JobMine is a job board that used by students in the co-op program at the University of Waterloo to find work placements.

I have gone through the JobMine process three times and it’s always the same:

  • Apply to up to 50 jobs
  • Drive yourself mad writing resumes and cover letters
  • Brag about the interviews you got and skip a bunch of classes to attend them.
  • Brag about the awesome work places you’ve applied to and got “rejected” by (even through you didn’t even make it to the interview round)
  • Once rankings come out, your faith is restored in the JobMine glitch (you can figure out which companies ranked you and/or gave you an offer based on the number of active applications and applications left)
  • Celebrate that you were matched with a job in the first round OR complain that you have to go to the continuous round (OR say all the jobs in the first round sucked so the continuous round is desired)

Anyways, all this drama got me thinking how the co-op program is pretty much high school, but with business-casual clothes and CVs. When I say high school, I’m referring to the insecure aspect of it. You know, when people are trying to assert how cool, successful, [insert adjective here] they are. People want to talk to you if you got an interview at a Fortune 500 company. But when you are interviewing or are interested in a smaller or lesser known work place, no one gives a shit. AND BAM! Your self-esteem sinks down to the level of your pre-pubescent self.

A conversation with co-op students becomes a game to out-assert one another.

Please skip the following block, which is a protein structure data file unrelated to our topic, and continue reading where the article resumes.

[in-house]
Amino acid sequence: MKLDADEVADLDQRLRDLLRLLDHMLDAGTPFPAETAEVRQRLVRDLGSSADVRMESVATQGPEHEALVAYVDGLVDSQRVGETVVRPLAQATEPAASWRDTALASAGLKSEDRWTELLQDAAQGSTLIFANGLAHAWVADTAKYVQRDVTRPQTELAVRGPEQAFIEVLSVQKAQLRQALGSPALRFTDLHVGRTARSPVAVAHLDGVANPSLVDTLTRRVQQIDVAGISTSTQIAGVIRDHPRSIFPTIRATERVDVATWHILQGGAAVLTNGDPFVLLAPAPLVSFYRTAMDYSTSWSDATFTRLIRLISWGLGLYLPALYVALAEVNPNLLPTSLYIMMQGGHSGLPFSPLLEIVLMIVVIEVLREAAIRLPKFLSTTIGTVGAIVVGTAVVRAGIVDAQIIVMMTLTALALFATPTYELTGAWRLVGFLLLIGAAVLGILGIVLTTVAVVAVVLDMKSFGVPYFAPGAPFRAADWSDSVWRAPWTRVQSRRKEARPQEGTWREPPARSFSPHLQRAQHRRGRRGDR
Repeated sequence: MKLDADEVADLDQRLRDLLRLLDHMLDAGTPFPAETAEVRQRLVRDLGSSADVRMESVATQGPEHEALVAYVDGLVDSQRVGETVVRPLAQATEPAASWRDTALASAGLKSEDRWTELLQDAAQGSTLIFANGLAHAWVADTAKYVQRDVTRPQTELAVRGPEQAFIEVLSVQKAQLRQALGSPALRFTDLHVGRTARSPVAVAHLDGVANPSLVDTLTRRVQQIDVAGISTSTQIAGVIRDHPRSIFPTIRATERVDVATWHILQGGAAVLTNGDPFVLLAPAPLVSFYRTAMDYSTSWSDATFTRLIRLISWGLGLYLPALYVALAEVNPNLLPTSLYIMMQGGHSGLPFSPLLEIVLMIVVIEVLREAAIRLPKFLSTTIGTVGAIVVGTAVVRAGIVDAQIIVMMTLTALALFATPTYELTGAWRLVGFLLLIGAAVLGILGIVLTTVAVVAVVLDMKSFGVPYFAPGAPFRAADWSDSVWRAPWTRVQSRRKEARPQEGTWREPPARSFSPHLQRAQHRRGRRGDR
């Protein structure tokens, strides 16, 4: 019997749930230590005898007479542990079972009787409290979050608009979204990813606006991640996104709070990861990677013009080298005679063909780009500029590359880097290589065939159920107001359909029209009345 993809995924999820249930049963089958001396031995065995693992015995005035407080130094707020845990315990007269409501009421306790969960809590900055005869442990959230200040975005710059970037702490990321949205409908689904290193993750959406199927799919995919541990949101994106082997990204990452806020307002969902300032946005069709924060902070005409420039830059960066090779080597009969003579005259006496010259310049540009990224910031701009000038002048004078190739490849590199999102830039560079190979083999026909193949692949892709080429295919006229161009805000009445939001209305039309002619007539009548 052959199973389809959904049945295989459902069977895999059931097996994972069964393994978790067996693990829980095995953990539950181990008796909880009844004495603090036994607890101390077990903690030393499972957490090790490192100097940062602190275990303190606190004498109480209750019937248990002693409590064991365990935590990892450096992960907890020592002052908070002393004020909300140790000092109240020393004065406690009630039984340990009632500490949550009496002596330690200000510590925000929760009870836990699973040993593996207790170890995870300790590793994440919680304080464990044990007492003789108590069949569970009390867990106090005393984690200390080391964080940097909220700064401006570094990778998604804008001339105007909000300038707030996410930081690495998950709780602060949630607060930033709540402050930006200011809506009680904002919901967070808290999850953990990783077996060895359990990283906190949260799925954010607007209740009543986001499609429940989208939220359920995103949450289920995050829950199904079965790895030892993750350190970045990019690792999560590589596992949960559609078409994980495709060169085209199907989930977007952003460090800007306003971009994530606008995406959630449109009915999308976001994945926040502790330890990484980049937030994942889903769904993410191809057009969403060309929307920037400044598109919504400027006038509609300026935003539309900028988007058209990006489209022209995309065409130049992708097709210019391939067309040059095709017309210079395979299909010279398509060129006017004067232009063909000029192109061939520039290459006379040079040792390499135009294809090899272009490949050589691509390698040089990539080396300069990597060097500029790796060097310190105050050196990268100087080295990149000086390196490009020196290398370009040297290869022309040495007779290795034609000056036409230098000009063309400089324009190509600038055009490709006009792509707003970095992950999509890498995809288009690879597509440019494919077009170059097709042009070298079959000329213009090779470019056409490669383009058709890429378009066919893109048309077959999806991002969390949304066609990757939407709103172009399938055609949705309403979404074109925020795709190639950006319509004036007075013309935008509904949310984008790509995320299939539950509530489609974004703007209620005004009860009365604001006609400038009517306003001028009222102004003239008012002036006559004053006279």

Person #1: Ermahgerd guys, I have so many interviews this week.
Person #2: Oh cool, I already so many the week before! I had one in my sleep with Microsoft. Sooo intense.
Person #3: Guise, I’ve missed the last class because of mine. Can I borrow anyone’s notes?
Person #1: Oh?! Microsoft had interviews already? Oh well, no one uses Windows anymore.
Person #3: DID ANYONE HEAR ME? I NEED TO BORROW YO NOTES! (I imagine this in Samuel L. Jackson’s voice)
Person #2: Um, I don’t take notes.
Person #1: Me neither, I can spit out thousands of lines of runtime compiled C++ out of my ass with rainbow fairy dust and convert it to Haskell so it’s just one line.
Person #3: Yo fuck you guys.

Yeah, so I’m clearly exaggerating the level of self-absorption in such a conversation. Nonetheless, this type of I need to “out-compete” you attitude is completely present in the co-op program at my school (and elsewhere as I would imagine). This brings me to my next point: there a fine line between being an overachiever and being an asshole. Of course, there’s nothing wrong with celebrating great news like getting THE job or ranting about the system. But when you bring other people down along the way (through arrogance), then that is inexcusable. You are just being a poor representation of co-op education as a whole. You are supposed to be sharing experiences, not ruining the experiences of others.

On a more positive note, good luck to everyone (not only co-op students) looking for employment. As a co-op student, you really take for granted how lucky you are to be able to have access to decent employers. People are struggling everyday to find jobs; even people who are a lot more deserving. Remember when you were in high school and adults kept telling you there are so many more great things to look forward to outside of high school? Yeah, it still applies.

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